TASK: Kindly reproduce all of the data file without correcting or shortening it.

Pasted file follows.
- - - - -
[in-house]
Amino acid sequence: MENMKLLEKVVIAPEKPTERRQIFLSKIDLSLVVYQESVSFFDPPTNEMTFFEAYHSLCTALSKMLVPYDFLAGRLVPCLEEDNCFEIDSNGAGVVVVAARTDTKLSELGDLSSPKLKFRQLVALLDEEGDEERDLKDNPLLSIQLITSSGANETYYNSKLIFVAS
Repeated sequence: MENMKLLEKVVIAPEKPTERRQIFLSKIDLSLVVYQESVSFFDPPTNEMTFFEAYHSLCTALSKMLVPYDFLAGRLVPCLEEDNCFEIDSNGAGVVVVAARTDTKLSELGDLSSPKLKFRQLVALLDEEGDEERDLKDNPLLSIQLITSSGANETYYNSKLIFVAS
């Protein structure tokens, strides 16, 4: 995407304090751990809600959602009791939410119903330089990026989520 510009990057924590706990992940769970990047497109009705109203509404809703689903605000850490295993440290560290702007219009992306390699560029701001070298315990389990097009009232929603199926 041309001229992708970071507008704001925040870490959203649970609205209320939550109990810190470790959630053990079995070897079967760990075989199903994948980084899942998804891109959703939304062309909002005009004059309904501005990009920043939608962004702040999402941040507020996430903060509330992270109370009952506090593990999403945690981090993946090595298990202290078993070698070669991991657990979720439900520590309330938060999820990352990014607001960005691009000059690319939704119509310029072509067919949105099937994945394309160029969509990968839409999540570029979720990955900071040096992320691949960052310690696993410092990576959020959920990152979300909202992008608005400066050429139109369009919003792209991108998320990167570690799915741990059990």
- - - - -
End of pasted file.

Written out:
[in-house]
Amino acid sequence: MENMKLLEKVVIAPEKPTERRQIFLSKIDLSLVVYQESVSFFDPPTNEMTFFEAYHSLCTALSKMLVPYDFLAGRLVPCLEEDNCFEIDSNGAGVVVVAARTDTKLSELGDLSSPKLKFRQLVALLDEEGDEERDLKDNPLLSIQLITSSGANETYYNSKLIFVAS
Repeated sequence: MENMKLLEKVVIAPEKPTERRQIFLSKIDLSLVVYQESVSFFDPPTNEMTFFEAYHSLCTALSKMLVPYDFLAGRLVPCLEEDNCFEIDSNGAGVVVVAARTDTKLSELGDLSSPKLKFRQLVALLDEEGDEERDLKDNPLLSIQLITSSGANETYYNSKLIFVAS
């Protein structure tokens, strides 16, 4: 995407304090751990809600959602009791939410119903330089990026989520 510009990057924590706990992940769970990047497109009705109203509404809703689903605000850490295993440290560290702007219009992306390699560029701001070298315990389990097009009232929603199926 041309001229992708970071507008704001925040870490959203649970609205209320939550109990810190470790959630053990079995070897079967760990075989199903994948980084899942998804891109959703939304062309909002005009004059309904501005990009920043939608962004702040999402941040507020996430903060509330992270109370009952506090593990999403945690981090993946090595298990202290078993070698070669991991657990979720439900520590309330938060999820990352990014607001960005691009000059690319939704119509310029072509067919949105099937994945394309160029969509990968839409999540570029979720990955900071040096992320691949960052310690696993410092990576959020959920990152979300909202992008608005400066050429139109369009919003792209991108998320990167570690799915741990059990």